My grandmother’s Easter bread is a lacy confection of butter and sugar. Glazed with chocolate and decorated with flowers, it looks like a Byzantine mosaic. Redolent of bitter cacao and violets, it doesn’t just smell good. I realize with a thrill that it smells like a complete perfume–the top note of violet, the heart of hazelnuts and wheat, and the lingering backdrop of musky chocolate. Take this idea, refine it into an accord–a combination of several perfume notes that becomes more than the sum of its parts–and voila, you can use it to create a new gourmand genre. Sounds fanciful, but this is how perfume is made.
On the face of it, it seems as if the gourmand genre has captured every dessert, from crème brûlée (Aquolina Pink Sugar) to cupcakes (Vera Wang Princess), from rice pudding (Tommy Hilfiger True Star) to raspberry macarons (Guerlain La Petite Robe Noire). You can have your chocolate with cinnamon (Pacifica Mexican Cocoa), with caramel (Thierry Mugler Angel), or with honey (Tom Ford Noir de Noir).
The selection seems endless, until you notice that the majority of gourmand accords are riffs on popular French and American patisserie. Not to mention that the bulk of today’s gourmands owes its existence to the patchouli-cotton candy accord made familiar by Mugler’s Angel. Since the majority of perfumers and creative directors are American or European (usually French), their background influences their inspiration and palette. Since the biggest perfume markets are the North American and European, the tastes of these consumers get the most attention.
As the perfume business becomes increasingly more corporate and far-reaching (find me the land where Coty has feared to tread), the olfactory idea of “mouthwatering” is narrowed down to cotton candy and vanilla custards. Browse the lists of regional top sellers, and the same Lancôme La Vie est Belle, Thierry Mugler Angel and Chanel Coco Mademoiselle show up time and again. Big beauty groups are perfectly placed to popularize their products through clever marketing, but to draw inspiration from new sources requires a completely different approach, and here they fail. One product doesn’t fit all, despite their best efforts.
I love the gourmand fragrance family, and I reach for Angel and Pink Sugar whenever I want utter indulgence and fun. What frustrates me about today’s gourmand offerings is the narrow focus. Crème caramel is swell, but I want to experience perfumes inspired by Asian, Iranian or Latin American flavors. It’s not the exoticism I’m after, but diversity. The incredible richness of the world’s cuisines is exciting, and when you have all of the ingredients and information at your fingertips, there is no excuse to stick to the same collection of accords.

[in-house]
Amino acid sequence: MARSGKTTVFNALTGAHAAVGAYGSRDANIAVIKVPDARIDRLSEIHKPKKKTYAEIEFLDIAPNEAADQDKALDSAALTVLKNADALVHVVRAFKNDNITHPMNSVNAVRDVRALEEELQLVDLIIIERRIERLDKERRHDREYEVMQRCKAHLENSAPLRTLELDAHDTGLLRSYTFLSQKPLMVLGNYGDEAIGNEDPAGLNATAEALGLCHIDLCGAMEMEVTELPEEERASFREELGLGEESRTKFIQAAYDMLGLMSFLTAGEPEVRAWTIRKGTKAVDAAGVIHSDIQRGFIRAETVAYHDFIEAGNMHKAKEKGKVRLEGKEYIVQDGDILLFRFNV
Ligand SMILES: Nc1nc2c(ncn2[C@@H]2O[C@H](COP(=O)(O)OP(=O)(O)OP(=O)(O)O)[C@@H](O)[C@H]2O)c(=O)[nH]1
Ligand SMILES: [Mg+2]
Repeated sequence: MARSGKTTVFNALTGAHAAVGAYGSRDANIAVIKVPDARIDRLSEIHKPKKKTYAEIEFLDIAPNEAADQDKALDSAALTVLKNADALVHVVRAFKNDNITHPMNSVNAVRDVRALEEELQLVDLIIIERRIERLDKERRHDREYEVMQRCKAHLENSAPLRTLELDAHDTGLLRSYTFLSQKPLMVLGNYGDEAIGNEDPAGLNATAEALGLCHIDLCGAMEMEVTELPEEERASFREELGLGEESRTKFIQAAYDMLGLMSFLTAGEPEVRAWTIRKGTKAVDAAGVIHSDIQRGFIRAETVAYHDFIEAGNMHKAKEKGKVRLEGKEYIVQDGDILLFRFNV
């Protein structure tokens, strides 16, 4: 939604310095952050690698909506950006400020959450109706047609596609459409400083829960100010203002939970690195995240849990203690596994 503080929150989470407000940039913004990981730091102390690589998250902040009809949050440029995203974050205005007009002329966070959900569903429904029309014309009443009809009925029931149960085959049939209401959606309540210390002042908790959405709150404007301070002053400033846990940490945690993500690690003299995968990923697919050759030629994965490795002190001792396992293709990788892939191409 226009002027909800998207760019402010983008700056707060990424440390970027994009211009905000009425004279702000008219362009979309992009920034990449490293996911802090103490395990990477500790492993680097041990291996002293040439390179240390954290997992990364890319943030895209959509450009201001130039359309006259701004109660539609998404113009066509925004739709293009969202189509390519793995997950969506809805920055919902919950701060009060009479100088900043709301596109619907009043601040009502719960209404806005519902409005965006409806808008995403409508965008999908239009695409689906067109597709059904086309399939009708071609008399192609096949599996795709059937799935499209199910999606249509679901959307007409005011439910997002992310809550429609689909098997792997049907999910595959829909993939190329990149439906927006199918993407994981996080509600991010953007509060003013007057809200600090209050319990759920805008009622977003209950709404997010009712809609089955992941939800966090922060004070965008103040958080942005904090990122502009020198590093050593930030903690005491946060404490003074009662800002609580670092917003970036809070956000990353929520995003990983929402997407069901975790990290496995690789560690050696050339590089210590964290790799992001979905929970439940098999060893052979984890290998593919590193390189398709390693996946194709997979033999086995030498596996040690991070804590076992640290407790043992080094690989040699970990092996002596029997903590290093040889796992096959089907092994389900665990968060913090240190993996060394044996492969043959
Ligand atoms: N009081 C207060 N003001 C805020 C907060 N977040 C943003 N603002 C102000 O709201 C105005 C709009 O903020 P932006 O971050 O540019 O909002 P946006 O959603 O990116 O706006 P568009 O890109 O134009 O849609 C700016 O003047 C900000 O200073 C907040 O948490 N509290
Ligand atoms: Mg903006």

For instance, Indian burfi, cardamom and chickpea flour fudge, would be an ideal candidate for a gourmand with its toasty, caramelized, spicy profile. I imagine a Bengali rice crepe stuffed with brown sugar and coconut, all accented with jasmine, as a new tropical gourmand. Or a Persian pilaf flavored with apricots and saffron for a novel twist in a woody oriental. Or closer to home, a smoky dried fruit used in Ukrainian uzvar. I long to smell these smoky, incense-like plums in a fragrance: as a nuance in a patchouli rose, mossy chypre or violet cedarwood.
Perfume marketeers love to remark that people just “want to smell good”and that such notes are “too unusual for an average American buyer.” Enough with this nonsense already is all I can say. People certainly want to smell good, but they also crave an emotional charge, excitement and fantasy. Now that we have been bombarded by the endless Angel clones for 20 years, it may be hard to imagine that this lush gourmand was anything but the norm at the time of its debut. So, go ahead, thrill me!
If you search long enough, you can find gourmands with a difference. They mostly exist on the fringes of the mainstream. Arquiste Anima Dulcis concocts an ancient bitter chocolate recipe, lacing it with animalic notes and dark spices. Hermessence Vétiver Tonka has a hint of walnut brioche, with a touch of caramelized fruit. The salty notes of vetiver make the whole thing addictive. Tom Ford Noir Extreme is inspired by kulfi, an Indian caramelized milk and rosewater ice cream. Kilian’s Intoxicated reinterprets a cup of Arabic coffee spiced with green cardamom. Guess Seductive Homme–disregard the anodyne name; it’s more fresh than sultry–has a terrific milky cardamom fillip in the top notes.
Or take a different approach and try Guerlain’s Shalimar, Mitsouko and L’Heure Bleue and pay attention to the edible accents that hide in their classical, so familiar, forms–smoky vanilla, stewed peaches and candied anise seeds. Mouthwatering and still distinctive.
So, imagine that you’re a perfumer with a brief to design a new gourmand fragrance. What would you create? (Also, if you have your favorite “unusual” gourmands, please share. We always love learning more about this underrated category.)
Photography by Bois de Jasmin, paski, Ukrainian Easter breads and uzvar, dried fruit compote.